IF I were teaching my L.A. class this spring, this would have been part our the mid-semester discussion, in which we spend a week or two on L.A. noir and the city’s underside. I am a big fan of John Buntin’s excellent history of the era L.A. Noir: The Struggle for the Soul of America’s Most Seductive City,and one of the early chapters we dip into evocatively walks this territory.
Gangster Squad, which opens Friday, is based on New York-gangster Mickey Cohen’s influence in Los Angeles. But this particular slant on the story was set in motion by a series of newspaper articles that ran in the Los Angeles Times in 2008. The pieces explored the history of the LAPD detail that was informally assembled under police chief William Parker to identify and eradicate mob rule in Southern California. Going after Cohen (played by Sean Penn in the film) was like going for the beating heart.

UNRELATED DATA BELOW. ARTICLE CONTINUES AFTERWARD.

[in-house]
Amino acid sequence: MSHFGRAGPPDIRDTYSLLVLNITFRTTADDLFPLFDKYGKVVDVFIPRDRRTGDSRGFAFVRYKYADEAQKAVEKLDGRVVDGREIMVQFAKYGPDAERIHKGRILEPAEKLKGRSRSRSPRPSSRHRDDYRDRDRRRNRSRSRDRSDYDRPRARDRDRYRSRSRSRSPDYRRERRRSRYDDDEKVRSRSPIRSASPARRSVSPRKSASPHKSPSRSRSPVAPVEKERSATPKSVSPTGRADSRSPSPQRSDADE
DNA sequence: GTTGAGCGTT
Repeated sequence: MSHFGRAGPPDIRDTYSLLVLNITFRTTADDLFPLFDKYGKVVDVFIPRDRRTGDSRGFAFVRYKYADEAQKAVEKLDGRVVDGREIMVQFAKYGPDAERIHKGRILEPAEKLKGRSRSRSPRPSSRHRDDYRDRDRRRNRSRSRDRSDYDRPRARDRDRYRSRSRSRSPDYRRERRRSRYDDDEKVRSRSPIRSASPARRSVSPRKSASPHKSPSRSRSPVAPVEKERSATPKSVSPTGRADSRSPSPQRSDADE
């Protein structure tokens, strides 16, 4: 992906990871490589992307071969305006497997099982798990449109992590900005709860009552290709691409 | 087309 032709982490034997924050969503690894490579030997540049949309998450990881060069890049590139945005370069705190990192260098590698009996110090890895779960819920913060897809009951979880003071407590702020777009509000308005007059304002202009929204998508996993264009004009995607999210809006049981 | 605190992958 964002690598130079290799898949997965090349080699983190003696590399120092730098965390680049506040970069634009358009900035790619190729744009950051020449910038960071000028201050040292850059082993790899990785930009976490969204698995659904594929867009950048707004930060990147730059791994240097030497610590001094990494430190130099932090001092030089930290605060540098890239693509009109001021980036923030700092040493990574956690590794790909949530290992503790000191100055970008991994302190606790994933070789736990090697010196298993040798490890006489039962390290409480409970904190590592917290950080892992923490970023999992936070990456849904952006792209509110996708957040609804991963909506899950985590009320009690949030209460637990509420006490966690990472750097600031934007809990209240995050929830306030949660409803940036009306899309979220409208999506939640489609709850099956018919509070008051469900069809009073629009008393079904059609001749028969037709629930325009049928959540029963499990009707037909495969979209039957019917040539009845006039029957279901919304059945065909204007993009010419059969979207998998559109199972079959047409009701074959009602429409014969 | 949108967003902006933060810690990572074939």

As most long-time Angelenos know (as well as anyone else who even casually studies L.A.’s checkered history), the line between “good and bad” — in that era in particular — was not just fuzzy but fungible.
I’m hoping Gangster Squad delivers — the trailer’s look and feel and the locales chosen as backdrop suggest that there was thought behind what needed to be conveyed and how that might expressed, but sometimes those period Los Angeles stories on the screen are simply vapor: style trumps substance.
Already, as verisimilitude goes, the Jay-Z thumping in the background on the trailer doesn’t bode well…but I will be there. Have to.